In other words, Peter W. Smith was one of about 320 million people in the United States who figured that Clinton’s e-mails had been hacked — by Russia, China, Iran, ISIS, the NSA, the latest iteration of “Guccifer,” and maybe even that nerdy kid down at Starbucks with “Feel the Bern” stickers on his laptop.

Besides having no relationship with Trump, Smith also had no relationship with the Russian regime. Besides not knowing whether the Clinton e-mails were actually hacked, he also had no idea whether the Kremlin or anyone close to Vladimir Putin had obtained the e-mails. In short, he wouldn’t have been able to tell you whether Trump and Putin were colluding with each other because he wasn’t colluding with either one of them.

But — here comes the blockbuster info — Smith was colluding with Michael Flynn. Or at least he kinda, sorta was . . . except for, you know, the Journal’s grudging acknowledgement that, well, okay, Smith never actually told the paper that Flynn was involved in what the report calls “Smith’s operation.”

It’s a long column. As ancient history is involved, Andy helpfully fills in the backstory to Harris’s article:

The Journal does not see fit to remind readers that the 33,000 e-mails Smith was trying to dig up were the ones Clinton had tried to destroy, even though they contained records of government business (which it is a felony to destroy), contained at least some classified information (which it is a felony to mishandle), and had been requested by congressional committees (whose proceedings it is a felony to obstruct by destroying evidence).

These penal inconveniences aside, there were also explosive political implications. Clinton had insisted that the e-mails in question were strictly of a personal nature, involving yoga routines, daughter Chelsea’s wedding, and the like. She maintained that she had turned over any and all government-related e-mails to the State Department. She had also laughably claimed that her homebrew server system was adequately secure. And there is every reason to believe many of these destroyed e-mails related to Clinton Foundation business — the Bill and Hill scheme to monetize their “public service” — which was liberally commingled with government business during Mrs. Clinton’s State Department tenure. Public disclosure of these e-mails, then, would have been very damaging, concretely demonstrating her dishonesty and unfitness.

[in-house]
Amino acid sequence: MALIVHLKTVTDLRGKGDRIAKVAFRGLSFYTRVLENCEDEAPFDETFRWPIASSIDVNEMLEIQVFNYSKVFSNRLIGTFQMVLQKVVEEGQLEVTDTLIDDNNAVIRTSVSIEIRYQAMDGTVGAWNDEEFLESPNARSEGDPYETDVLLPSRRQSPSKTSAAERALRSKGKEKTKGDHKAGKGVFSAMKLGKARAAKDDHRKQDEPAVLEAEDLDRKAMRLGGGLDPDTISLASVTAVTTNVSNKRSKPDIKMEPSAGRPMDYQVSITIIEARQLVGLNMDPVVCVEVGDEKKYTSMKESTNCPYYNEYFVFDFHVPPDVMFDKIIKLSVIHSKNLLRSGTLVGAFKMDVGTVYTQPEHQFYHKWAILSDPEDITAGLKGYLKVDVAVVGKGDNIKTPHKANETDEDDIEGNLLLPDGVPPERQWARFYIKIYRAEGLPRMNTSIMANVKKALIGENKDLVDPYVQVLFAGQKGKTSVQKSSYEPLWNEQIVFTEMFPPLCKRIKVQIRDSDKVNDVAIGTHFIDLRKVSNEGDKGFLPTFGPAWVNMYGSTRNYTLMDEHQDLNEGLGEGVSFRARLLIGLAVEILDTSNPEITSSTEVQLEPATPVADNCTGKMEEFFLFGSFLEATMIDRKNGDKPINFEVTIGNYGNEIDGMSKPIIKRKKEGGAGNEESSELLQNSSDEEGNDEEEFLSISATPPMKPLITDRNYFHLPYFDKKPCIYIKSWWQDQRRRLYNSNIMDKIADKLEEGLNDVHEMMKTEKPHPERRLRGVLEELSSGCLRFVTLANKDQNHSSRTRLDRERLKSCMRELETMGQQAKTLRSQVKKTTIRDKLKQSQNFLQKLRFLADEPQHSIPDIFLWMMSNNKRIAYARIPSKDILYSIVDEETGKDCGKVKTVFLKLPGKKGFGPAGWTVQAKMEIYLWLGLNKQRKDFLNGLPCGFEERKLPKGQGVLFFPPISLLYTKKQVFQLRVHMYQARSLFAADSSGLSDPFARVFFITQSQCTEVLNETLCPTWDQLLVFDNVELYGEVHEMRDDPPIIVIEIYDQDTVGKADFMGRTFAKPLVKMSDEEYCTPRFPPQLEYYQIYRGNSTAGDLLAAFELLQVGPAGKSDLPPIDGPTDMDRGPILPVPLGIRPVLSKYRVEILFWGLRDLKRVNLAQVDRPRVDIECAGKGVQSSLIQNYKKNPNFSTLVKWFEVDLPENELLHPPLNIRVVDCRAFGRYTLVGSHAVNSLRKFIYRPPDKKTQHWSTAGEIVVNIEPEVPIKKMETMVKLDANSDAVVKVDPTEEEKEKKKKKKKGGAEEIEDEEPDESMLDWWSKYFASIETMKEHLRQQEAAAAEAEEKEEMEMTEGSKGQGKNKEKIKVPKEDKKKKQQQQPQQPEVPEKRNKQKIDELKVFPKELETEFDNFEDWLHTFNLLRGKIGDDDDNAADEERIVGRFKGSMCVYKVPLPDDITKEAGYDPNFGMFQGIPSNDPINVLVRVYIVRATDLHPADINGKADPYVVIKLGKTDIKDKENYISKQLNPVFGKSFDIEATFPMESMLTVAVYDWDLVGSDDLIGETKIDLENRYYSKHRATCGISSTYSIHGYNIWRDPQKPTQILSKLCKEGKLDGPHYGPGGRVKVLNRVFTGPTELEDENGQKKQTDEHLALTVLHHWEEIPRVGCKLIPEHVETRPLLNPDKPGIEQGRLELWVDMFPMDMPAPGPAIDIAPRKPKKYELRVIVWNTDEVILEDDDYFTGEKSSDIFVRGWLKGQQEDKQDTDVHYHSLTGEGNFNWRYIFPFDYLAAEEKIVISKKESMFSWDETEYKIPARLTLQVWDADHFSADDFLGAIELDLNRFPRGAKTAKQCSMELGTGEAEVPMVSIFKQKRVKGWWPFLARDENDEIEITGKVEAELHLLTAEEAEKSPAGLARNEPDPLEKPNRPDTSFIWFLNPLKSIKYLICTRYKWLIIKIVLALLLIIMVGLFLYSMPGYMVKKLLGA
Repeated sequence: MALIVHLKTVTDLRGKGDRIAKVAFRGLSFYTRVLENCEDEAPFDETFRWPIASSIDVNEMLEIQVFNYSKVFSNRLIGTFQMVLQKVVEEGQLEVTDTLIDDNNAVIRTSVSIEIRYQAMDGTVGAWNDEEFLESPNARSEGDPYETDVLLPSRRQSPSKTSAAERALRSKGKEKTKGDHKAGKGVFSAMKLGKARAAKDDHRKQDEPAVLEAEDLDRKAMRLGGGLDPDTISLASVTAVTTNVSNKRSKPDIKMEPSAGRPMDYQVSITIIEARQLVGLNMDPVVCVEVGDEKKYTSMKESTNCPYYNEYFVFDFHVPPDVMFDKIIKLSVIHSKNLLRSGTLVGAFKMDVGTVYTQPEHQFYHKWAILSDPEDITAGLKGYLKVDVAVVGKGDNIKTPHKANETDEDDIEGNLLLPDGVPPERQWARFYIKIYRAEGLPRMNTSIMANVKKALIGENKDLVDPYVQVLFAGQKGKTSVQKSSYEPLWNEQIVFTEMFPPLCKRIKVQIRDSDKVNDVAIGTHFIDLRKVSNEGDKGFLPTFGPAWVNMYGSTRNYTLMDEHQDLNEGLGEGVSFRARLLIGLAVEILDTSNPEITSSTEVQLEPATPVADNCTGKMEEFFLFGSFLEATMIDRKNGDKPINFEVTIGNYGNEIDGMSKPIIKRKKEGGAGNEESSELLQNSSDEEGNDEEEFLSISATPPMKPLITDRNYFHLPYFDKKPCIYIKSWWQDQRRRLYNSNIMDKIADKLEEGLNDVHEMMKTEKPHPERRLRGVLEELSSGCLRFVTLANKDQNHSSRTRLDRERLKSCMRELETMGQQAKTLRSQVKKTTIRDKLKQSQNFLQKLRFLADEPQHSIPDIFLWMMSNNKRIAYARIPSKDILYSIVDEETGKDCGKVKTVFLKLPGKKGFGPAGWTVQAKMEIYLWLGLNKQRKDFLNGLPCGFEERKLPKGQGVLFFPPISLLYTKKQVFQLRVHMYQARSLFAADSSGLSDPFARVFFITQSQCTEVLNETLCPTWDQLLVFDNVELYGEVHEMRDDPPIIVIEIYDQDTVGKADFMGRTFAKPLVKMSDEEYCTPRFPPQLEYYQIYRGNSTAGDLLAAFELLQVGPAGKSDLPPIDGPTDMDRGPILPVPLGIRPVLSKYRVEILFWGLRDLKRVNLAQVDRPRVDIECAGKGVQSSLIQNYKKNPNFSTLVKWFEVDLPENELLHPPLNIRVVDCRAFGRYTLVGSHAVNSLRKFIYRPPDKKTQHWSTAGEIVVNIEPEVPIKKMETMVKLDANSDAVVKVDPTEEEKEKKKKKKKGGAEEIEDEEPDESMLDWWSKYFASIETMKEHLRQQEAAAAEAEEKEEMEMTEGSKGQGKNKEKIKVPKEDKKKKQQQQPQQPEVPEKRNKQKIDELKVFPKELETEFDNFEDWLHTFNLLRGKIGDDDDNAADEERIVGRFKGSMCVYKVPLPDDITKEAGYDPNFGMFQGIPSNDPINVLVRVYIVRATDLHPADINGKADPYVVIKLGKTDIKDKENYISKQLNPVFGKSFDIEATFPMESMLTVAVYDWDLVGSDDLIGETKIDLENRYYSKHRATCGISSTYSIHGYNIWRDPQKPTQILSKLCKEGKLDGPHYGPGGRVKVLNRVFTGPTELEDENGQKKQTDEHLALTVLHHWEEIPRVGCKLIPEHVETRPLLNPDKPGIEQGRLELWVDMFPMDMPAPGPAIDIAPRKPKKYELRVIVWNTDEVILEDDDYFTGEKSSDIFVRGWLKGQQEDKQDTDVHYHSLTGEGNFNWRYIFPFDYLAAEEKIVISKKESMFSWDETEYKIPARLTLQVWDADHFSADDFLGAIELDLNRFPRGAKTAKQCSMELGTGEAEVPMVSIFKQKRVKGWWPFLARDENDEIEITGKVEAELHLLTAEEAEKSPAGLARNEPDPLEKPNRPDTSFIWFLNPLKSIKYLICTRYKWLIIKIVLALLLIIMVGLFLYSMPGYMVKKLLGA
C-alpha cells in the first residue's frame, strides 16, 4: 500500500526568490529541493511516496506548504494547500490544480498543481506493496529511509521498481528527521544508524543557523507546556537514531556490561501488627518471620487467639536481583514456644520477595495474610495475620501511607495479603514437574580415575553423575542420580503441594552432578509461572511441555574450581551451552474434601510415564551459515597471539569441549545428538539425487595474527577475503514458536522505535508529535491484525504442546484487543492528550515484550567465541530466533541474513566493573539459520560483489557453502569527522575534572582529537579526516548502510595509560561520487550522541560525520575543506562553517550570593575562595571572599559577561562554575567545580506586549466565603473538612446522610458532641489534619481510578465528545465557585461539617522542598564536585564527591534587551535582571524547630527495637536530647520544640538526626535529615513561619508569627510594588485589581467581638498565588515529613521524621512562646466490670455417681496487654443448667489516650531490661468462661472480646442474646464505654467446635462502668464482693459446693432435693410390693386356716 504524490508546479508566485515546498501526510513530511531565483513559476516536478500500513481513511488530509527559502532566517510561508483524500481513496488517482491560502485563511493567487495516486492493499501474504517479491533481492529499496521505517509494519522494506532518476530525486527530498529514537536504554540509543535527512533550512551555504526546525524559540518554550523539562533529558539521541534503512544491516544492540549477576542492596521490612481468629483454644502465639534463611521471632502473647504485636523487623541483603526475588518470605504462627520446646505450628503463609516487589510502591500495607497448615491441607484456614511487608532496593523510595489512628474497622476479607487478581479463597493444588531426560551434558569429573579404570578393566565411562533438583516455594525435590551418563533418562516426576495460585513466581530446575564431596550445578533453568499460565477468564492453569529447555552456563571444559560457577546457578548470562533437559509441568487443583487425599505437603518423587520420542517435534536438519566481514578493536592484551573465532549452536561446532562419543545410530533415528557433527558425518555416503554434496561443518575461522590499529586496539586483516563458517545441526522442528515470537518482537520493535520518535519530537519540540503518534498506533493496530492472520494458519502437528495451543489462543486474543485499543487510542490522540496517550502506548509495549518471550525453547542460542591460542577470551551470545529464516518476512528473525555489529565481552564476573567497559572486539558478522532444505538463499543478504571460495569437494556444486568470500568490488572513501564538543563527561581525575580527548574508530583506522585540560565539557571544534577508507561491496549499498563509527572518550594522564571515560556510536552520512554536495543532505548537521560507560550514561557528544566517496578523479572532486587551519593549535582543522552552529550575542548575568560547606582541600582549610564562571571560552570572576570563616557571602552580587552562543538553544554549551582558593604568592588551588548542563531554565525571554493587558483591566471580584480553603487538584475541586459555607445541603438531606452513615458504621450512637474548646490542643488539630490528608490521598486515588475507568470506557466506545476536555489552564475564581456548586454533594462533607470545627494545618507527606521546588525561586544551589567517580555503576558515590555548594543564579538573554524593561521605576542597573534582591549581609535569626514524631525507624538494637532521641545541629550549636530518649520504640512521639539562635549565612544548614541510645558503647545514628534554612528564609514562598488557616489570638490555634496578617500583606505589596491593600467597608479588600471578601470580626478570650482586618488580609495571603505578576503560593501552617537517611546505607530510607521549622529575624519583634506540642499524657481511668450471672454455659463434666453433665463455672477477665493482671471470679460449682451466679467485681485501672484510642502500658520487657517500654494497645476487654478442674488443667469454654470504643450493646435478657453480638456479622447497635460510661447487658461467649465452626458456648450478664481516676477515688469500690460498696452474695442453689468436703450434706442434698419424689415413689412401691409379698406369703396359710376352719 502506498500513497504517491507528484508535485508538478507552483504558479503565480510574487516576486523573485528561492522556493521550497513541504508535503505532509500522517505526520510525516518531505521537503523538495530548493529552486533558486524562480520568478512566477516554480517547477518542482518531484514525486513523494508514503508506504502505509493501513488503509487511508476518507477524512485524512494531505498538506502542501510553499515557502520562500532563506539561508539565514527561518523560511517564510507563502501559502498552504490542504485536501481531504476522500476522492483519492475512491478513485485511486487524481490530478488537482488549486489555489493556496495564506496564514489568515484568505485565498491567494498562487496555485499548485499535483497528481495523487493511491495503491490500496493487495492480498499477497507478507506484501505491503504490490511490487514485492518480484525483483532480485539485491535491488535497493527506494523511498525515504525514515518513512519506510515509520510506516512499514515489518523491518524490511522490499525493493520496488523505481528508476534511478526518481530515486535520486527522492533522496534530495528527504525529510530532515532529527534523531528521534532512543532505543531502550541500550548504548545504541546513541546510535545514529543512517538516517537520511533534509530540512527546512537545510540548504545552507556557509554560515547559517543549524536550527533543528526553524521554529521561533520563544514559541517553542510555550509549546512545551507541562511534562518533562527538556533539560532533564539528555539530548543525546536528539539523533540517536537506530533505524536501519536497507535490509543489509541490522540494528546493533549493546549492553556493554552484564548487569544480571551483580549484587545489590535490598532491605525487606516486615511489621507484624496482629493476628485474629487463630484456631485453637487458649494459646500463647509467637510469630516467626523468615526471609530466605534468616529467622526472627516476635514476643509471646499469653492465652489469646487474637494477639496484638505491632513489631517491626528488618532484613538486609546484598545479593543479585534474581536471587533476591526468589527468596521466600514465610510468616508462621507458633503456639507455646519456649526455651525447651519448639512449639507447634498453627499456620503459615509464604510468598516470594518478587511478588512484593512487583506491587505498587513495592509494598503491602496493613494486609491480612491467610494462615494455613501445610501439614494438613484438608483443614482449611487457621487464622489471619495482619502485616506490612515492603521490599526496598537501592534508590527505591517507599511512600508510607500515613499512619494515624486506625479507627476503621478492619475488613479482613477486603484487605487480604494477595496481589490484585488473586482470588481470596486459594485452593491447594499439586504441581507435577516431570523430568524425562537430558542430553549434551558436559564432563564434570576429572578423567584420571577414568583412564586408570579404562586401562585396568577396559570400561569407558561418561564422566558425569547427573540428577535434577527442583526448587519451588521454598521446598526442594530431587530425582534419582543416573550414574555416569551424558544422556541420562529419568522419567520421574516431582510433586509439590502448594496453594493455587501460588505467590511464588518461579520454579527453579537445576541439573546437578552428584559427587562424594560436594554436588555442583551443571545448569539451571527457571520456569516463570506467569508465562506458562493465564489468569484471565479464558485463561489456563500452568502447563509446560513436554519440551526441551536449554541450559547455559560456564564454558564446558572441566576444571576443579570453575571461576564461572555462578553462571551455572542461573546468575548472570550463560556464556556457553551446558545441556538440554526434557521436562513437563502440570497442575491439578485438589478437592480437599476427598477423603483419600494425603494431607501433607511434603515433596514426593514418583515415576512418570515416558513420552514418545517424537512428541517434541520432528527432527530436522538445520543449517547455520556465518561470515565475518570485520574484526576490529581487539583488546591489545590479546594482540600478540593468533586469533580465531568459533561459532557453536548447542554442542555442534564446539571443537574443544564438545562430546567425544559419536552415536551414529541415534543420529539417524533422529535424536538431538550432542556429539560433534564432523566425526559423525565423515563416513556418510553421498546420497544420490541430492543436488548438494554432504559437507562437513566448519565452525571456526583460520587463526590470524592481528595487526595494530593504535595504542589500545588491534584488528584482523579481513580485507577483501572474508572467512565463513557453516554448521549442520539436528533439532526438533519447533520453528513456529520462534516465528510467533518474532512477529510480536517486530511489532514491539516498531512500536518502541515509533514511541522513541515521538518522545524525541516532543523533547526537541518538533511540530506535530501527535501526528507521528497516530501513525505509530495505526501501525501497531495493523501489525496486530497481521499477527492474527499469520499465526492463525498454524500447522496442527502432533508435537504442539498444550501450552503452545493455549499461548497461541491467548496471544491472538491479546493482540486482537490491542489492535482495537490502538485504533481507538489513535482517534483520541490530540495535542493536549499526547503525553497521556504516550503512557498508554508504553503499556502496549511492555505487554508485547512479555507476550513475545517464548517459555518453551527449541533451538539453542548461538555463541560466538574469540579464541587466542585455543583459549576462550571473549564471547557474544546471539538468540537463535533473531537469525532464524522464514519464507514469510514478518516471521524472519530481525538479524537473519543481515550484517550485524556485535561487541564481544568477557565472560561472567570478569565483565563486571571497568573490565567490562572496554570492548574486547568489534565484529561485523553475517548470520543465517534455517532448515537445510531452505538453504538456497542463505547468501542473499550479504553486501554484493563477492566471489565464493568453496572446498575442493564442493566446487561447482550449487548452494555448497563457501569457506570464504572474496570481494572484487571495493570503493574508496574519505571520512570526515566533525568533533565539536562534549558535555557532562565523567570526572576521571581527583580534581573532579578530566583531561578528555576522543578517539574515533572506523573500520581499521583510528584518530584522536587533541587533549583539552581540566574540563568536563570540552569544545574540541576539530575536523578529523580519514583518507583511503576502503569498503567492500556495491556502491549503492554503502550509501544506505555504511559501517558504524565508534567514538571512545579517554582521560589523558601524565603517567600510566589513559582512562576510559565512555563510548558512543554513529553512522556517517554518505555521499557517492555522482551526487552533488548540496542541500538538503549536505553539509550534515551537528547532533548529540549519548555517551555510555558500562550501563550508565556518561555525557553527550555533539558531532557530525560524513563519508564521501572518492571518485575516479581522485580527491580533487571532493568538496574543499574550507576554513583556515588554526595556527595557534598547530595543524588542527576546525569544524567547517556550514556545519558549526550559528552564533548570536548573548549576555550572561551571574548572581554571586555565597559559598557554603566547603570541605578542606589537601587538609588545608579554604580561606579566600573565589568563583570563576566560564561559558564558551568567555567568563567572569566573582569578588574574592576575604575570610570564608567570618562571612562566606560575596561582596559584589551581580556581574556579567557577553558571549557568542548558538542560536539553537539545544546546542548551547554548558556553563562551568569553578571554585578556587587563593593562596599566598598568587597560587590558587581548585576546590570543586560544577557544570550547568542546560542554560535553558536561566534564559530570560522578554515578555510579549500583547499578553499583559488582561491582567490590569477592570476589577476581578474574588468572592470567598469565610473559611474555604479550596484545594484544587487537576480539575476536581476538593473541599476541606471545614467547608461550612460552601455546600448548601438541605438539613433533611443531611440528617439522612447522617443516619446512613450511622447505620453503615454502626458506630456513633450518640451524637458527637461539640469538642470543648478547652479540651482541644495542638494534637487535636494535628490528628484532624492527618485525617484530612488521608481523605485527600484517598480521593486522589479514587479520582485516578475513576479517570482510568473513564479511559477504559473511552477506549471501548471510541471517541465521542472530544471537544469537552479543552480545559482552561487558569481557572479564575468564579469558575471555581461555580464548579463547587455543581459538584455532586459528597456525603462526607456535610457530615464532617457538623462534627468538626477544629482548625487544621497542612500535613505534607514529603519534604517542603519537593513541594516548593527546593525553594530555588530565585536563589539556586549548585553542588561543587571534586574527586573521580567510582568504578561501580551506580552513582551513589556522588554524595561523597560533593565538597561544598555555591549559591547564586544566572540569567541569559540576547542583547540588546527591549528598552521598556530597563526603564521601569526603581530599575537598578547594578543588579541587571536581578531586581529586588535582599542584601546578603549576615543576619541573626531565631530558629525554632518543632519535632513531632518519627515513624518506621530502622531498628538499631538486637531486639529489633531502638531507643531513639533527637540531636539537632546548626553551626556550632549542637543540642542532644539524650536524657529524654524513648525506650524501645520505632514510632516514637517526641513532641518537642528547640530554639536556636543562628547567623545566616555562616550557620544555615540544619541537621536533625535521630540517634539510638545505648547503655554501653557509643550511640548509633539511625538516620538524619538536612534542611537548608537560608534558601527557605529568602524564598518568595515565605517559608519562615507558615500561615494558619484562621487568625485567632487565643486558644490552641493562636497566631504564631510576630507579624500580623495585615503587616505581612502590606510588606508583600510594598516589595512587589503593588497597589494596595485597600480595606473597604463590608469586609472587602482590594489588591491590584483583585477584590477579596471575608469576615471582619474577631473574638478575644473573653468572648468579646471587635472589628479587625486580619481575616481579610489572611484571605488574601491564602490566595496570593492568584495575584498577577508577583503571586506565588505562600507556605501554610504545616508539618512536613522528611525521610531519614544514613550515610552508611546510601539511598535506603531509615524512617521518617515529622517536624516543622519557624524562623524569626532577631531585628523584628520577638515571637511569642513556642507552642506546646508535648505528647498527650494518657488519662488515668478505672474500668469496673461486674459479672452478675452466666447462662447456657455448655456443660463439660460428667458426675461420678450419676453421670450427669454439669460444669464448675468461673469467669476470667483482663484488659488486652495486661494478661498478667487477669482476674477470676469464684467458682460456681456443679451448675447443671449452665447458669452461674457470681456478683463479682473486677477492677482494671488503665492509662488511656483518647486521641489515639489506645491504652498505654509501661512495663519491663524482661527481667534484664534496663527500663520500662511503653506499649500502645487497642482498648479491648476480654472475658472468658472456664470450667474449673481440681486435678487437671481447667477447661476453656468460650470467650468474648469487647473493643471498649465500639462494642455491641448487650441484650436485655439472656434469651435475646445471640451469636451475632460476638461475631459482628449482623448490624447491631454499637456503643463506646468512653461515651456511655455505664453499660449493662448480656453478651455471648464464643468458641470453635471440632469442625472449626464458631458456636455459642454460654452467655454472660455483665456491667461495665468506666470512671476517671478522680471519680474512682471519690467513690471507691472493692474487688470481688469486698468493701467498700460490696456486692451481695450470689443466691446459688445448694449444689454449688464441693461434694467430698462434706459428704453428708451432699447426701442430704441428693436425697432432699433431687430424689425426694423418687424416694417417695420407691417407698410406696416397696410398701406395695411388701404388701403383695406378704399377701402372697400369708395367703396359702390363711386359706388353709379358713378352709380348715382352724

There is every reason to believe the destroyed e-mails related to Clinton Foundation business — the Bill and Hill scheme to monetize their ‘public service’ — which was liberally commingled with government business during Mrs. Clinton’s State Department tenure. Understand: None of that is Russia’s fault, or Trump’s, or Flynn’s, or Flynn Jr.’s, or Smith’s. It was solely the fault of Hillary Clinton. She was a five-alarm disaster of a candidate. That’s why she lost.

Harris has the goods on crimes committed in connection with his story, but Harris won’t be revealing the perpetrators:

All this sound and fury turns out to be throat-clearing. The juicy news in the Journal’s report is not about Smith; it stems from yet another leak of classified information. According to “U.S. investigators” involved in the Russia probe (i.e., the Mueller investigation), there are intelligence reports that “describe Russian hackers discussing how to obtain e-mails from Mrs. Clinton’s server and then transmit them to Mr. Flynn via an intermediary.”

Who are these investigators? The Journal doesn’t tell us — the actual crime of leaking classified intelligence being of less interest than the non-crime of “collusion.” The purported Russian hackers are not identified either. Nor is Flynn’s “intermediary” — the Journal cannot say whether the leak is accurate, whether there really was an intermediary, or whether Smith could have been the intermediary. There is, moreover, no indication that any supposed Russian hacker actually made any effort to obtain the Clinton e-mails, much less that Flynn — let alone Trump — had any knowledge of or involvement in such an effort.

Quick: somebody start writing up the articles of impeachment!

Well, Harris is still on the case. The Journal has his follow-up story today (with Michael Bender and Peter Nicholas).